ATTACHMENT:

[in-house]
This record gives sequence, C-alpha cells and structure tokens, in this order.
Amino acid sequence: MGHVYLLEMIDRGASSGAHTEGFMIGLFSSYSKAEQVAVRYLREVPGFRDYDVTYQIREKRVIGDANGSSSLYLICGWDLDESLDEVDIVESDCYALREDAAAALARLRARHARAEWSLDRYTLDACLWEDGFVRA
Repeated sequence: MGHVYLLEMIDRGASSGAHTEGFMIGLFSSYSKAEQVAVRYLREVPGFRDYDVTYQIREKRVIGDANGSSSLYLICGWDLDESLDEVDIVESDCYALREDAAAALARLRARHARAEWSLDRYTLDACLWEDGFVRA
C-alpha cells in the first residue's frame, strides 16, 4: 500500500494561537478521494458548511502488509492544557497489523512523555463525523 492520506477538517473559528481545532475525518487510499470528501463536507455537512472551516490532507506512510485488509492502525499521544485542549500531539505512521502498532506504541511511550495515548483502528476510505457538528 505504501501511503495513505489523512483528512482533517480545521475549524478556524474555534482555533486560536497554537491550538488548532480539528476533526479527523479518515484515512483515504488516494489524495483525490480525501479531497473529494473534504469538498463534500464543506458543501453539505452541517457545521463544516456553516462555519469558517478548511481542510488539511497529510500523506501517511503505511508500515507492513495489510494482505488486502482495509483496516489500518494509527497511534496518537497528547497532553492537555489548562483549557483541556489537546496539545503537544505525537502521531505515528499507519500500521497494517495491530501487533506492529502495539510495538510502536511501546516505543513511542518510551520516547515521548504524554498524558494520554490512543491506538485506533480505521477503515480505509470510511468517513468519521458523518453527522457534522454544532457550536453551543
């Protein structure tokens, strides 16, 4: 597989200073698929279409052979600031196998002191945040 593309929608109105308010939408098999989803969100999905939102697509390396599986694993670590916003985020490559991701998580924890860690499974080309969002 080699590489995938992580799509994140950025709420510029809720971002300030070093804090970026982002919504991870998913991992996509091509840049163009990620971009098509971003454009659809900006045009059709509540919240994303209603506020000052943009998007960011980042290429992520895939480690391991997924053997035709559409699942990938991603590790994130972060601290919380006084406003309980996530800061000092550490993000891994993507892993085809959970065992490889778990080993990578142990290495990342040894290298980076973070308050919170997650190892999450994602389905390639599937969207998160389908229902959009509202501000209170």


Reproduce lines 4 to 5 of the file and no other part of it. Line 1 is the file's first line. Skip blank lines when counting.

Repeated sequence: MGHVYLLEMIDRGASSGAHTEGFMIGLFSSYSKAEQVAVRYLREVPGFRDYDVTYQIREKRVIGDANGSSSLYLICGWDLDESLDEVDIVESDCYALREDAAAALARLRARHARAEWSLDRYTLDACLWEDGFVRA
C-alpha cells in the first residue's frame, strides 16, 4: 500500500494561537478521494458548511502488509492544557497489523512523555463525523 492520506477538517473559528481545532475525518487510499470528501463536507455537512472551516490532507506512510485488509492502525499521544485542549500531539505512521502498532506504541511511550495515548483502528476510505457538528 505504501501511503495513505489523512483528512482533517480545521475549524478556524474555534482555533486560536497554537491550538488548532480539528476533526479527523479518515484515512483515504488516494489524495483525490480525501479531497473529494473534504469538498463534500464543506458543501453539505452541517457545521463544516456553516462555519469558517478548511481542510488539511497529510500523506501517511503505511508500515507492513495489510494482505488486502482495509483496516489500518494509527497511534496518537497528547497532553492537555489548562483549557483541556489537546496539545503537544505525537502521531505515528499507519500500521497494517495491530501487533506492529502495539510495538510502536511501546516505543513511542518510551520516547515521548504524554498524558494520554490512543491506538485506533480505521477503515480505509470510511468517513468519521458523518453527522457534522454544532457550536453551543